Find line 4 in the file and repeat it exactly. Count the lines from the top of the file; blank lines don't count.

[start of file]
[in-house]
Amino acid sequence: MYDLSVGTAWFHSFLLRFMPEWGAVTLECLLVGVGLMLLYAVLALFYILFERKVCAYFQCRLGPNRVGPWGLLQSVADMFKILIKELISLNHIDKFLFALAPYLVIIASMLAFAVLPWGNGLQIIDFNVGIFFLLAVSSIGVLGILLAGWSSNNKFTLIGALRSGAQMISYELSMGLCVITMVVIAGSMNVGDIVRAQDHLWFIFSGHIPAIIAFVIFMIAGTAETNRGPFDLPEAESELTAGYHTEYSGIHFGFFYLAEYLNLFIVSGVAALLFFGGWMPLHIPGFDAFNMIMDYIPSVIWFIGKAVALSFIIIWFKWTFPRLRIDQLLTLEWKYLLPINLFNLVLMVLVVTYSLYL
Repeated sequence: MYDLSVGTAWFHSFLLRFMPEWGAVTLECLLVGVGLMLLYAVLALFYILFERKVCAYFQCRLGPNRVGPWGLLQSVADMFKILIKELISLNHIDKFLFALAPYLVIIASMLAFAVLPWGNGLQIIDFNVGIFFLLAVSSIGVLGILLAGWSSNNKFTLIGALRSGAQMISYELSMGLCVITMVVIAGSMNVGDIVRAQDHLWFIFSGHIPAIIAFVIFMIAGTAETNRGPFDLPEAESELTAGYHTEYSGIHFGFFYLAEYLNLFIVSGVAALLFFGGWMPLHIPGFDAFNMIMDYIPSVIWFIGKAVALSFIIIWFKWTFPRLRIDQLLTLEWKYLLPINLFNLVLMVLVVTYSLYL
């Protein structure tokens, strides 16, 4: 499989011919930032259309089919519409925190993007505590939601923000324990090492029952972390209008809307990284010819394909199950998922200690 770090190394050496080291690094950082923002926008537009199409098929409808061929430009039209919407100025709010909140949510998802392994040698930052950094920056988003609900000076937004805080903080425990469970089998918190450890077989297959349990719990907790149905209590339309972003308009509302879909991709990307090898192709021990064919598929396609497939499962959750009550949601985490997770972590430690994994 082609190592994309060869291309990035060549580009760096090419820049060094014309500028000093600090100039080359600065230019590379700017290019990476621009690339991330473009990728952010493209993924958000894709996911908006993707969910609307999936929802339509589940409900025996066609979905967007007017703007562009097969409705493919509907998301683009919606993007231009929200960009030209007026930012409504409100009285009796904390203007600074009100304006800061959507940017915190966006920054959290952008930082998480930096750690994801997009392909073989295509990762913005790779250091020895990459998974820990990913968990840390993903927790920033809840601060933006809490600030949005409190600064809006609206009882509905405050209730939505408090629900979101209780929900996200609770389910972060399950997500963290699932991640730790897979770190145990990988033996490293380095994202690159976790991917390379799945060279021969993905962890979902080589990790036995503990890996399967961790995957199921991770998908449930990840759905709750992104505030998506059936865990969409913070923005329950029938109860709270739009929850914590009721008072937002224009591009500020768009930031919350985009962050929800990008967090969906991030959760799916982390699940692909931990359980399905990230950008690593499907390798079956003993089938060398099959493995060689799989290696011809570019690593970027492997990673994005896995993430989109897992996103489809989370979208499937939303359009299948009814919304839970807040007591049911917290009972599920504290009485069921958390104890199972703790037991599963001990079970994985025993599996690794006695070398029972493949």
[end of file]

């Protein structure tokens, strides 16, 4: 499989011919930032259309089919519409925190993007505590939601923000324990090492029952972390209008809307990284010819394909199950998922200690 770090190394050496080291690094950082923002926008537009199409098929409808061929430009039209919407100025709010909140949510998802392994040698930052950094920056988003609900000076937004805080903080425990469970089998918190450890077989297959349990719990907790149905209590339309972003308009509302879909991709990307090898192709021990064919598929396609497939499962959750009550949601985490997770972590430690994994 082609190592994309060869291309990035060549580009760096090419820049060094014309500028000093600090100039080359600065230019590379700017290019990476621009690339991330473009990728952010493209993924958000894709996911908006993707969910609307999936929802339509589940409900025996066609979905967007007017703007562009097969409705493919509907998301683009919606993007231009929200960009030209007026930012409504409100009285009796904390203007600074009100304006800061959507940017915190966006920054959290952008930082998480930096750690994801997009392909073989295509990762913005790779250091020895990459998974820990990913968990840390993903927790920033809840601060933006809490600030949005409190600064809006609206009882509905405050209730939505408090629900979101209780929900996200609770389910972060399950997500963290699932991640730790897979770190145990990988033996490293380095994202690159976790991917390379799945060279021969993905962890979902080589990790036995503990890996399967961790995957199921991770998908449930990840759905709750992104505030998506059936865990969409913070923005329950029938109860709270739009929850914590009721008072937002224009591009500020768009930031919350985009962050929800990008967090969906991030959760799916982390699940692909931990359980399905990230950008690593499907390798079956003993089938060398099959493995060689799989290696011809570019690593970027492997990673994005896995993430989109897992996103489809989370979208499937939303359009299948009814919304839970807040007591049911917290009972599920504290009485069921958390104890199972703790037991599963001990079970994985025993599996690794006695070398029972493949």